Yes, There Is a Big Difference Between Mental Health and Mental Illness
Because the two are used interchangeably, warning signs are often overlooked
May 16, 2023
Mental health and mental illness are not the same thing.
According to the Centers for Disease Control (CDC), mental illness refers to “conditions that affect a person’s thinking, feeling, mood, or behavior.” These can include but aren’t limited to depression, anxiety, bipolar disorder, or schizophrenia.
Mental health reflects “our emotional, psychological, and social well-being.” Affecting “how we think, feel, and act,” mental health has a strong impact on the way we interact with others, handle problems, and make decisions.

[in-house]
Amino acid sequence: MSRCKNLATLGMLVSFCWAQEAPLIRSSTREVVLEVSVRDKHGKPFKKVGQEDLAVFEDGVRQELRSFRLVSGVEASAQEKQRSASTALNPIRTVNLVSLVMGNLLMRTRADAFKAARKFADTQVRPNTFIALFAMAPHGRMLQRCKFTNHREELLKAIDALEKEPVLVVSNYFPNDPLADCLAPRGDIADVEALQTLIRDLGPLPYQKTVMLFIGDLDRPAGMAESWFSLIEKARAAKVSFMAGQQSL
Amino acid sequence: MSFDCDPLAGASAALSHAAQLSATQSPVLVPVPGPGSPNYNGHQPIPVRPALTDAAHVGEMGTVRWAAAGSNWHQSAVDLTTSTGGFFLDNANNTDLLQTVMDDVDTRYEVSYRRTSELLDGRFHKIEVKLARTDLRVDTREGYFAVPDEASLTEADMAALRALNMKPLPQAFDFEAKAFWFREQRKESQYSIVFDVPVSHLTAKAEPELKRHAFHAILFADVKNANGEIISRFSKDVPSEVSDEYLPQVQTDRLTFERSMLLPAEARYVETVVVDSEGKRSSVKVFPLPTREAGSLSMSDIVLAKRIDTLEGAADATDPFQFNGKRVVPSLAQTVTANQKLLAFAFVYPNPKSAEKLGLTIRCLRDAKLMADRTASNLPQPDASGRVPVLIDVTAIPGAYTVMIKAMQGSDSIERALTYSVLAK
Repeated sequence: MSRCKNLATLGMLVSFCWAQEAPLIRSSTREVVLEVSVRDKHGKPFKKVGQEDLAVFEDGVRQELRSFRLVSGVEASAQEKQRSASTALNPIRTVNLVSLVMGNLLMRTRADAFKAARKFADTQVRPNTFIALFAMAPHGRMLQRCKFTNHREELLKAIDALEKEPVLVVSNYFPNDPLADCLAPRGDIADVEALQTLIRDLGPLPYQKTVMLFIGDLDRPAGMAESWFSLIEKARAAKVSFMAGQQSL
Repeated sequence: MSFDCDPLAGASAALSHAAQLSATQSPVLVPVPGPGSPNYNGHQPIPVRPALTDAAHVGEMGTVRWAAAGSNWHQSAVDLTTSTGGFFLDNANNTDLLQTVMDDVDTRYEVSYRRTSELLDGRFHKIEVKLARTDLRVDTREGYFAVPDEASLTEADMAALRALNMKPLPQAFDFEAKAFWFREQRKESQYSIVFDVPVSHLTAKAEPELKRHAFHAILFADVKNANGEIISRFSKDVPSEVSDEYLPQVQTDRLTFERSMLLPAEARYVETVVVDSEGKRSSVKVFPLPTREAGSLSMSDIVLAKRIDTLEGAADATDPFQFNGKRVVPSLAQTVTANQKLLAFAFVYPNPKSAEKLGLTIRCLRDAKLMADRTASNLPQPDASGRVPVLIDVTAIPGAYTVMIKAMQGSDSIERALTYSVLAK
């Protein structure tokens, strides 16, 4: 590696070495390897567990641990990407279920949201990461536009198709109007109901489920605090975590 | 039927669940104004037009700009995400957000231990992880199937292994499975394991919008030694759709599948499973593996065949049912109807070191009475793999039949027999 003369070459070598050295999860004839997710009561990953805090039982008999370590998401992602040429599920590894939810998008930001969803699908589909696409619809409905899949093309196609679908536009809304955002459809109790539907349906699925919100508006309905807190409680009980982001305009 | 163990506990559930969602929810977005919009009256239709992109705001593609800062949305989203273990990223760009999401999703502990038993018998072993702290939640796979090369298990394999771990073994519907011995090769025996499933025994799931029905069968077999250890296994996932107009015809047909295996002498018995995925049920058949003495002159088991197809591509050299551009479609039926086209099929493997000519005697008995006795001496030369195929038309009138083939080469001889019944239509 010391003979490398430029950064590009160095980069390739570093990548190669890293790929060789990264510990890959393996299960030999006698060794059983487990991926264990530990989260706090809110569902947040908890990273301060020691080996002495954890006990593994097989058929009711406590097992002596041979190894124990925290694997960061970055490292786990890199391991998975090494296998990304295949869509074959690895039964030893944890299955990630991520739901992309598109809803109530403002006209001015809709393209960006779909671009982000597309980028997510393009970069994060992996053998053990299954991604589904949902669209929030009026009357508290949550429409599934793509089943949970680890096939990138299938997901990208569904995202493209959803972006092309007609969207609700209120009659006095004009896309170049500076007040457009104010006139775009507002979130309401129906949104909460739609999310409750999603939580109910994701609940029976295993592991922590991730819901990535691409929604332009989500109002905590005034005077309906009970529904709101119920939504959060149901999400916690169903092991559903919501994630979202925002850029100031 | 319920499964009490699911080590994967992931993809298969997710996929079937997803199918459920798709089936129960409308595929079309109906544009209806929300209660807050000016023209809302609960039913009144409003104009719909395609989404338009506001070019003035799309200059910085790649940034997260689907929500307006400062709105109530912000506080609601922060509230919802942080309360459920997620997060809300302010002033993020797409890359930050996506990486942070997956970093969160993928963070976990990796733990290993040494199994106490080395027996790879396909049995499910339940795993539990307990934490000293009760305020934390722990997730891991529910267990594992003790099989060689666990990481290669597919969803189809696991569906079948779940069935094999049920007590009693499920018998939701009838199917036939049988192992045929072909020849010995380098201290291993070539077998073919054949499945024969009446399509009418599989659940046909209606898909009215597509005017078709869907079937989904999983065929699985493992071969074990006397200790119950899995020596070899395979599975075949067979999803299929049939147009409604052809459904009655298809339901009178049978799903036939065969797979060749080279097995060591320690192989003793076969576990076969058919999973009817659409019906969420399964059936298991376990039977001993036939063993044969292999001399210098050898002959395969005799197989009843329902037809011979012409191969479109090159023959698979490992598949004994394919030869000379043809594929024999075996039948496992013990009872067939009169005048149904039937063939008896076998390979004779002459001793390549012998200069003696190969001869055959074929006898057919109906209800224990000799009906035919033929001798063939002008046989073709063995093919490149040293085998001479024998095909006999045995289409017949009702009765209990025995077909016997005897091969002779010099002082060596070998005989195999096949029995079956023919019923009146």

Keep Reading To Learn
- The difference between mental health and mental illness
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- How we can increase understanding and promote mental wellness
Christopher M. Palmer, MD, director of McLean’s Department of Postgraduate and Continuing Education, pointed out that mental health and mental illness are similar to the concept of physical health and physical illness.
“It’s not all or nothing,” he said. “The term ‘mental health’ implies the absence of illness or disorder. But there are a lot of ways people can be mentally healthy or ill, just like there are many ways to be physically healthy or unwell.”
Both mental health and mental illness are states of being that are on a spectrum.